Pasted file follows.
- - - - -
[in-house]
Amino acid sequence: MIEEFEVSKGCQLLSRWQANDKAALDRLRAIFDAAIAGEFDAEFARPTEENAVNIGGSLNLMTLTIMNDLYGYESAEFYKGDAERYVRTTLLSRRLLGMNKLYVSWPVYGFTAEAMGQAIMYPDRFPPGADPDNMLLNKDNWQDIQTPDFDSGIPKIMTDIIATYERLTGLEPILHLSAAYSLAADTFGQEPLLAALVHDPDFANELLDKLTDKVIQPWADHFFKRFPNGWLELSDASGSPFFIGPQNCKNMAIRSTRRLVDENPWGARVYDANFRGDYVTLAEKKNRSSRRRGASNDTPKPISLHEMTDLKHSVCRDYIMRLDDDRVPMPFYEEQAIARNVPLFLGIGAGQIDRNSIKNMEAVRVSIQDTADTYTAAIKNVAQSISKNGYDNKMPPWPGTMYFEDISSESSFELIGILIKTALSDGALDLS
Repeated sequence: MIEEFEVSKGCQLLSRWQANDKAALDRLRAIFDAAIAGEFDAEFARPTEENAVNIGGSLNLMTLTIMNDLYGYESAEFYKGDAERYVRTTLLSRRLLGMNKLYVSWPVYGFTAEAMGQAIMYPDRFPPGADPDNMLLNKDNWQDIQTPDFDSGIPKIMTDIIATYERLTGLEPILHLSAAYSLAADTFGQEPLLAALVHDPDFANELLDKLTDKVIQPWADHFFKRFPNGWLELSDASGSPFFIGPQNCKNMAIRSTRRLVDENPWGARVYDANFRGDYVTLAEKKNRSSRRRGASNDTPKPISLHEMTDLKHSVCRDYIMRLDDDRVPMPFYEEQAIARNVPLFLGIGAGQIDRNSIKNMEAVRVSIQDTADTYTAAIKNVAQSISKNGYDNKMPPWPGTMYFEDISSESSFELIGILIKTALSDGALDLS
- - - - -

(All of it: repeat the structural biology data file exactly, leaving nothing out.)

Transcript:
[in-house]
Amino acid sequence: MIEEFEVSKGCQLLSRWQANDKAALDRLRAIFDAAIAGEFDAEFARPTEENAVNIGGSLNLMTLTIMNDLYGYESAEFYKGDAERYVRTTLLSRRLLGMNKLYVSWPVYGFTAEAMGQAIMYPDRFPPGADPDNMLLNKDNWQDIQTPDFDSGIPKIMTDIIATYERLTGLEPILHLSAAYSLAADTFGQEPLLAALVHDPDFANELLDKLTDKVIQPWADHFFKRFPNGWLELSDASGSPFFIGPQNCKNMAIRSTRRLVDENPWGARVYDANFRGDYVTLAEKKNRSSRRRGASNDTPKPISLHEMTDLKHSVCRDYIMRLDDDRVPMPFYEEQAIARNVPLFLGIGAGQIDRNSIKNMEAVRVSIQDTADTYTAAIKNVAQSISKNGYDNKMPPWPGTMYFEDISSESSFELIGILIKTALSDGALDLS
Repeated sequence: MIEEFEVSKGCQLLSRWQANDKAALDRLRAIFDAAIAGEFDAEFARPTEENAVNIGGSLNLMTLTIMNDLYGYESAEFYKGDAERYVRTTLLSRRLLGMNKLYVSWPVYGFTAEAMGQAIMYPDRFPPGADPDNMLLNKDNWQDIQTPDFDSGIPKIMTDIIATYERLTGLEPILHLSAAYSLAADTFGQEPLLAALVHDPDFANELLDKLTDKVIQPWADHFFKRFPNGWLELSDASGSPFFIGPQNCKNMAIRSTRRLVDENPWGARVYDANFRGDYVTLAEKKNRSSRRRGASNDTPKPISLHEMTDLKHSVCRDYIMRLDDDRVPMPFYEEQAIARNVPLFLGIGAGQIDRNSIKNMEAVRVSIQDTADTYTAAIKNVAQSISKNGYDNKMPPWPGTMYFEDISSESSFELIGILIKTALSDGALDLS